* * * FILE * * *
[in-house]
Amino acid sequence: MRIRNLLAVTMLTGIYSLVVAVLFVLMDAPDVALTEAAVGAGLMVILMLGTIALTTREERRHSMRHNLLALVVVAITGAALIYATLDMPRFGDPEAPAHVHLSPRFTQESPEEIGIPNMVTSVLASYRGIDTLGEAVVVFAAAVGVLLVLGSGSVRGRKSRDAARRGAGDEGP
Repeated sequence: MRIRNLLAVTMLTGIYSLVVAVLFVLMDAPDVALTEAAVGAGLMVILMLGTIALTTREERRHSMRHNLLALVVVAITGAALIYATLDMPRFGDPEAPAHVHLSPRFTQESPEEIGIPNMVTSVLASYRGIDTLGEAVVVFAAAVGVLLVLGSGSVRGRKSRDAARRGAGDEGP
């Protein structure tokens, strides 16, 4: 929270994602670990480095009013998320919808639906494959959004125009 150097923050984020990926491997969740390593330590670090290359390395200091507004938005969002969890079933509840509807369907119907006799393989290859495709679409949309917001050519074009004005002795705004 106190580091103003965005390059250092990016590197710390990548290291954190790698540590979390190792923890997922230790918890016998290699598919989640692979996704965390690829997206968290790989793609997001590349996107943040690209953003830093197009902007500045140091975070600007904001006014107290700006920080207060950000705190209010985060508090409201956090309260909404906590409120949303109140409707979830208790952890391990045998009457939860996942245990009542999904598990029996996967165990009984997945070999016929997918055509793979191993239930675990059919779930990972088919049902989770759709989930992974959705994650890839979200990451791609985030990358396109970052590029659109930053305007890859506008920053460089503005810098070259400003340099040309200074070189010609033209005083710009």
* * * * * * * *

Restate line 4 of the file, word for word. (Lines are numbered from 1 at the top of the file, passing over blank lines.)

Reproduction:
């Protein structure tokens, strides 16, 4: 929270994602670990480095009013998320919808639906494959959004125009 150097923050984020990926491997969740390593330590670090290359390395200091507004938005969002969890079933509840509807369907119907006799393989290859495709679409949309917001050519074009004005002795705004 106190580091103003965005390059250092990016590197710390990548290291954190790698540590979390190792923890997922230790918890016998290699598919989640692979996704965390690829997206968290790989793609997001590349996107943040690209953003830093197009902007500045140091975070600007904001006014107290700006920080207060950000705190209010985060508090409201956090309260909404906590409120949303109140409707979830208790952890391990045998009457939860996942245990009542999904598990029996996967165990009984997945070999016929997918055509793979191993239930675990059919779930990972088919049902989770759709989930992974959705994650890839979200990451791609985030990358396109970052590029659109930053305007890859506008920053460089503005810098070259400003340099040309200074070189010609033209005083710009």